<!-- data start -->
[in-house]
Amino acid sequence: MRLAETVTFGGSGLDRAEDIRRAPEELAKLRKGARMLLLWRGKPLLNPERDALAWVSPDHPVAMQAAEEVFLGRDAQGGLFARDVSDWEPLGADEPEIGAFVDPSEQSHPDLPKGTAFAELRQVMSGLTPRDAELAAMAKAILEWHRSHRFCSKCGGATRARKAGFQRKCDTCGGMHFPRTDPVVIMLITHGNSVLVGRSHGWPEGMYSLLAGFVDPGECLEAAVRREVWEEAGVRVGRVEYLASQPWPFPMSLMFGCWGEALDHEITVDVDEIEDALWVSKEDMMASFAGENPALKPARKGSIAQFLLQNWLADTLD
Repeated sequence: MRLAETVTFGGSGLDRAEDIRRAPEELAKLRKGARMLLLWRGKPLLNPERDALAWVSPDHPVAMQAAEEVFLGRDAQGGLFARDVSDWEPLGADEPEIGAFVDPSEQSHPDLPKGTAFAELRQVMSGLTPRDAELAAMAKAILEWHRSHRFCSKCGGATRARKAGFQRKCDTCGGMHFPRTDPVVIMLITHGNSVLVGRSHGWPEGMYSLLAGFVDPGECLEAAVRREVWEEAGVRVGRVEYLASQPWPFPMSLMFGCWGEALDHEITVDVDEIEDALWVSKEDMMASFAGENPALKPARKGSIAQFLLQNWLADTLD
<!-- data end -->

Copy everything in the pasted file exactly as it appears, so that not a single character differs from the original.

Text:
[in-house]
Amino acid sequence: MRLAETVTFGGSGLDRAEDIRRAPEELAKLRKGARMLLLWRGKPLLNPERDALAWVSPDHPVAMQAAEEVFLGRDAQGGLFARDVSDWEPLGADEPEIGAFVDPSEQSHPDLPKGTAFAELRQVMSGLTPRDAELAAMAKAILEWHRSHRFCSKCGGATRARKAGFQRKCDTCGGMHFPRTDPVVIMLITHGNSVLVGRSHGWPEGMYSLLAGFVDPGECLEAAVRREVWEEAGVRVGRVEYLASQPWPFPMSLMFGCWGEALDHEITVDVDEIEDALWVSKEDMMASFAGENPALKPARKGSIAQFLLQNWLADTLD
Repeated sequence: MRLAETVTFGGSGLDRAEDIRRAPEELAKLRKGARMLLLWRGKPLLNPERDALAWVSPDHPVAMQAAEEVFLGRDAQGGLFARDVSDWEPLGADEPEIGAFVDPSEQSHPDLPKGTAFAELRQVMSGLTPRDAELAAMAKAILEWHRSHRFCSKCGGATRARKAGFQRKCDTCGGMHFPRTDPVVIMLITHGNSVLVGRSHGWPEGMYSLLAGFVDPGECLEAAVRREVWEEAGVRVGRVEYLASQPWPFPMSLMFGCWGEALDHEITVDVDEIEDALWVSKEDMMASFAGENPALKPARKGSIAQFLLQNWLADTLD